Synopses & Reviews
The final book—a memoir on which he was working at the time of his death—from Reynolds Price, “one of the most important voices in modern Southern fiction” (The New York Times).
When Reynolds Price died in January 2011, he left behind one final piece of writing—two hundred candid, heartrending, and marvelously written manuscript pages about a critical period in his young adulthood. Picking up where his previous memoir, Ardent Spirits, left off, the work documents a brief time from 1961 to 1965. Midstream, which begins when Price is twenty-eight, details the final youthful adventures of a man on the cusp of artistic acclaim. Here, Price chases a love to England, only to meet heartbreak. Determined to pursue other pleasures, he travels to Sweden for a friend’s wedding, then journeys to Rome with British poet Stephen Spender and spends an afternoon with Richard Burton and Elizabeth Taylor. Price returns to the United States, where he finds company with a group of artists as he awaits the 1962 publication of his first novel, A Long and Happy Life.
“Few writers have made as dramatic an entrance on the American literary stage,” declared The New York Times on the book’s success. Midstream offers a poignant portrait of a man at the threshold of true adulthood, navigating new responsibilities and pleasures alike. It is a fitting bookend for Price’s remarkable career, and it reinforces his place in the pantheon of American literature.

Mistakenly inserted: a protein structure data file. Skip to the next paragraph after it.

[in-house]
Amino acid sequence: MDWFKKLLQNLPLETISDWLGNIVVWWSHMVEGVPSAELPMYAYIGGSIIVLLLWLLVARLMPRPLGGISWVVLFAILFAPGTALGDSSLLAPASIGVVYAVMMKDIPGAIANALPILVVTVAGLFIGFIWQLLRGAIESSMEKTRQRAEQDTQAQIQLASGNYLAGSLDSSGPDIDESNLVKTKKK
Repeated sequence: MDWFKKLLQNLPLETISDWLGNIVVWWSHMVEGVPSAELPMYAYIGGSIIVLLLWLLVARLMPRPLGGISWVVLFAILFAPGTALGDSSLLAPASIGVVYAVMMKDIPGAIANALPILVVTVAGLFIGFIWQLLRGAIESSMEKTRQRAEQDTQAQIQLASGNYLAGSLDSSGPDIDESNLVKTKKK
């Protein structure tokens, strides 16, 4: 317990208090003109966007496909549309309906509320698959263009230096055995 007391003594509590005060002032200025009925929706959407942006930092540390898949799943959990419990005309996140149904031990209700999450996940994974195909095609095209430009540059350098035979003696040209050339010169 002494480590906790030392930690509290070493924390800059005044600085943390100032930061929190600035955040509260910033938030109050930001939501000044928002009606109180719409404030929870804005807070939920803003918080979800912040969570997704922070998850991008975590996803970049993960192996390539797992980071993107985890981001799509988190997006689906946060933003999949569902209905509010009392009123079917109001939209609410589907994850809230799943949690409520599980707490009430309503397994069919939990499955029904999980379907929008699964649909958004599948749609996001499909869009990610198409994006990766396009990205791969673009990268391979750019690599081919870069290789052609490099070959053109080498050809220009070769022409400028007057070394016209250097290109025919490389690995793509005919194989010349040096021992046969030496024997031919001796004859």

In her foreword, Anne Tyler calls Reynolds Price “an exclamation point in a landscape of mostly declarative sentences.” When Price died in 2011, he left behind a final manuscript—two hundred candid, heartrending, and marvelously written pages about a critical period in his young adulthood. Approaching thirty, Price writes, is to face the notion that “This is it. I’m now the person I’m likely to be.” Midstream details the final youthful adventures of a man on the cusp of artistic acclaim. Here, Price chases a doomed love to England, only to meet heartbreak. Determined to pursue other pleasures, Price journeys to Rome with poet Stephen Spender, sharing an afternoon with Richard Burton and Elizabeth Taylor. Price finds company in New York with a group of artists as he awaits the publication of his first novel, and, back in North Carolina, he begins his illustrious career at Duke, which would span a half century. Midstream is a fitting bookend for Price’s remarkable career, and it reinforces his place in the pantheon of American literature.
About the Author
Reynolds Price (1933-2011) was born in Macon, North Carolina. Educated at Duke University and, as a Rhodes Scholar, at Merton College, Oxford University, he taught at Duke beginning in 1958 and was the James B. Duke Professor of English at the time of his death. His first short stories, and many later ones, are published in his Collected Stories. A Long and Happy Life was published in 1962 and won the William Faulkner Award for a best first novel. Kate Vaiden was published in 1986 and won the National Book Critics Circle Award. The Good Priest's Son in 2005 was his fourteenth novel. Among his thirty-seven volumes are further collections of fiction, poetry, plays, essays, and translations. Price is a member of both the American Academy of Arts and Letters and the American Academy of Arts and Sciences, and his work has been translated into seventeen languages.